“Here I am at my age, just now fulfilling my childhood dream,” Finley says with his warm and ever-present smile. “It’s like the song says, ‘Age Don’t Mean a Thing.’ See, you’ve got to hold to your dream; don’t ever let somebody tell you what you can’t do.”
Saturday at The Stiefel Theatre:
Doug MacLeod (your emcee and also performing)
Testify, brothers! For the third time in four years, the Blues Music Awards awarded consummate bluesman and enthralling storyteller Doug MacLeod their 2017 Best Acoustic Artist at the ceremonies held in May in Memphis, Tennessee.
MacLeod is a singer-songwriter in the American tradition. He is a traveling artist who writes and sings original songs that are based on his own life and experiences. He learned from the old masters, lived the music, survived the life and carries forward a valuable tradition.
July saw the release of his newest album, with Reference Recordings, Break The Chain, in which Doug teams with his son, Jesse, focusing on breaking the cycle of family violence and abuse. A powerful concern all too many are familiar with, Doug and Jesse confront this pervasive issue directly and personally, bringing it out of the shadows.
MacLeod, a perennial Blues Music Award nominee, showcases a unique, unorthodox and powerfully rhythmic acoustic guitar style using National Reso-Phonic instruments, including a 12-string, and his old Gibson C-100, the guitar he calls "Little Bit" because each time he plays her a little bit more of her falls off!
As a youth he overcame abuse and a crippling stutter by turning to music. After he picked up a guitar, and tried to sing - he found his voice. The rage of his turbulent youth was eventually channeled through his guitar, using his relentless right hand to pound out an insistent, churning beat to complement his intricate bottleneck and finger-style technique.
MacLeod's playing landed him sideman gigs with George “Harmonica” Smith, Big Joe Turner, Pee Wee Crayton, Eddie “Cleanhead” Vinson, Lowell Fulson and Big Mama Thornton. Under their tutelage, he learned how to thrill and enrapture a crowd.
Over the course of 30 years, 18 studio albums, several live records, compilations and two DVDs, MacLeod has consistently earned raves. His songs have been covered by many artists including Albert King, Albert Collins, Joe Louis Walker and Eva Cassidy. He has co-written songs with Dave Alvin and Coco Montoya. MacLeod's songs have been featured in many TV movies and the hit show In The Heat of the Night. Two of his songs are on Grammy-nominated albums by Albert King and Albert Collins.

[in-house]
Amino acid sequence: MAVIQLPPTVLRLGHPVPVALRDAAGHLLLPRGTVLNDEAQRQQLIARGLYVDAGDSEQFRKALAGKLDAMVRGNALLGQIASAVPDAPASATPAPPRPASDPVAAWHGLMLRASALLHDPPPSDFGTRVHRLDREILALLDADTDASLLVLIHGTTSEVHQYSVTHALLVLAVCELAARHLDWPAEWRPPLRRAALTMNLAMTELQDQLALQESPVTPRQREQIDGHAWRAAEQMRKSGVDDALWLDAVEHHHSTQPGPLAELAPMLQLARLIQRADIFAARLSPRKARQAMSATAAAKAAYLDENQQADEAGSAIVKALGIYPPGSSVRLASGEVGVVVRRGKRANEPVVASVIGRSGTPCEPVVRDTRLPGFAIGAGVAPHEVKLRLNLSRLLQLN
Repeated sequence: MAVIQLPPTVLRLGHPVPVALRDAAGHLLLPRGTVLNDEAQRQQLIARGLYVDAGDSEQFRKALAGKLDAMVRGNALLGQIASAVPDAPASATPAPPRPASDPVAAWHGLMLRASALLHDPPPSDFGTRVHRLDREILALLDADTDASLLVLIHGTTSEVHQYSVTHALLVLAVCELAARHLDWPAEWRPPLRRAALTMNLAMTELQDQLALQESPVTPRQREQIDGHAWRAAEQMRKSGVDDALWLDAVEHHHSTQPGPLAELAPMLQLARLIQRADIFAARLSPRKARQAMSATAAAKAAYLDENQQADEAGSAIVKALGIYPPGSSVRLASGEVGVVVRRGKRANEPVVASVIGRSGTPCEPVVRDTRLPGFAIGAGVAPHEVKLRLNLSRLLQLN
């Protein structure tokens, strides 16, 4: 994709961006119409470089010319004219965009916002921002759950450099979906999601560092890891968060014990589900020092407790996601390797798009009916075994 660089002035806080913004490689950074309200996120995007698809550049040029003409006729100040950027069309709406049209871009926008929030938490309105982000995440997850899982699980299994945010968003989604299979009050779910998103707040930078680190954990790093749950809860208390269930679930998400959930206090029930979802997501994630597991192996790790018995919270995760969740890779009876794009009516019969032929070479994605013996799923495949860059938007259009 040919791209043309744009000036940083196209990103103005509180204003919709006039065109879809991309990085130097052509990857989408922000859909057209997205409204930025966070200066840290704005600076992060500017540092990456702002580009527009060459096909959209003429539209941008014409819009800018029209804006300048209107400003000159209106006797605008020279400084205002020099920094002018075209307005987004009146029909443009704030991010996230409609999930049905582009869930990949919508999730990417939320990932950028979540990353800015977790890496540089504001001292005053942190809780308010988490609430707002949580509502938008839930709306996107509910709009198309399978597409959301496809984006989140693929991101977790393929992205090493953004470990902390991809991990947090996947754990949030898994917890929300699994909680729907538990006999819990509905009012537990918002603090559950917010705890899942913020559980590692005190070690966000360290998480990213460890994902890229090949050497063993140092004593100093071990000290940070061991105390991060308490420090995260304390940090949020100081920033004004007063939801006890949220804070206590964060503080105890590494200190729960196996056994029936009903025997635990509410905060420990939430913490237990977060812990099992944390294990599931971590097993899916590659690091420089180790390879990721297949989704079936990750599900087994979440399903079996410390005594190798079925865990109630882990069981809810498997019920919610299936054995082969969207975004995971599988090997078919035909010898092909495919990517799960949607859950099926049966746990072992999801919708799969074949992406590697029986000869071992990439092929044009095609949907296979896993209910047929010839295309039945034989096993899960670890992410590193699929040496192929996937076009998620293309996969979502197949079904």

Of course, Doug is a long-time favorite performer and emcee of Blues Masters at the Crossroads when called upon. We're excited to have Doug back at the microphone emceeing the 20th Anniversary performance.
In every note he performs and records, MacLeod subscribes to the rule-of-thumb learned from country bluesman Ernest Banks from Toano VA. who instilled in him to "Never play a note you don't believe", and "Never write or sing about what you don't know about."
Charlie Musselwhite with Marquise Knox
Charlie Musselwhite may be the only musician to get a huge ovation just for opening his travel sticker-covered briefcase. Fans know that's where he keeps his harmonicas and they're about to hear one of the true masters work his magic on the humble instrument.
Mussselwhite was born in Mississippi and raised in Memphis, where he witnessed the rise of Elvis Presley, Johnny Cash and Jerry Lee Lewis. He migrated to Chicago, making the acquaintance of even more legends, including Muddy Waters, Junior Wells, Sonny Boy Williamson, Buddy Guy, Howlin' Wolf, Little Walter, and Big Walter Horton. He also forged a lifelong friendship with John Lee Hooker.
In 1966, Musselwhite joined the electric blues explosion with his debut album on Vanguard Records. Since then, he has recorded more than 20 albums and guested on many others. He has won 14 W.C. Handy Awards, and has been nominated for nine Grammy Awards — in 2014 he and Ben Harper accepted the Grammy for Best Blues Album for their collaboration Get Up. Musselwhite is also the recipient of Lifetime Achievement Awards from the Monterey Blues Festival and the San Javier Jazz Festival in San Javier, Spain, and he received the Mississippi Governor's Award for Excellence in the Arts.
In 2016, Blues Masters at the Crossroads welcomed Musselwhite and blues guitarist Elvin Bishop to the Stiefel Theatre stage for a masterful musical history of the blues, from its acoustic roots to its flowering as urban music in the 1960s.
Special Presentation: Take Me To The River - Memphis Soul and Rhythm & Blues Revue